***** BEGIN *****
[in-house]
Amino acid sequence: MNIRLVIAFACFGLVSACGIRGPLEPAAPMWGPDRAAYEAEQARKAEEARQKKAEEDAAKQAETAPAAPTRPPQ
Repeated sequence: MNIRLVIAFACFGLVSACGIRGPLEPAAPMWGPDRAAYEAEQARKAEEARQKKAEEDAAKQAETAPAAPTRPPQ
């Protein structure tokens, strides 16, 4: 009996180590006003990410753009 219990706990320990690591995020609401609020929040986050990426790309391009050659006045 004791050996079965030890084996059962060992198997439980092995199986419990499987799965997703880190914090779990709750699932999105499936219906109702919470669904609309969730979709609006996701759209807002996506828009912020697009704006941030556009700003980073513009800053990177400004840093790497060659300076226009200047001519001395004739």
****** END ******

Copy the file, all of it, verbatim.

[in-house]
Amino acid sequence: MNIRLVIAFACFGLVSACGIRGPLEPAAPMWGPDRAAYEAEQARKAEEARQKKAEEDAAKQAETAPAAPTRPPQ
Repeated sequence: MNIRLVIAFACFGLVSACGIRGPLEPAAPMWGPDRAAYEAEQARKAEEARQKKAEEDAAKQAETAPAAPTRPPQ
């Protein structure tokens, strides 16, 4: 009996180590006003990410753009 219990706990320990690591995020609401609020929040986050990426790309391009050659006045 004791050996079965030890084996059962060992198997439980092995199986419990499987799965997703880190914090779990709750699932999105499936219906109702919470669904609309969730979709609006996701759209807002996506828009912020697009704006941030556009700003980073513009800053990177400004840093790497060659300076226009200047001519001395004739």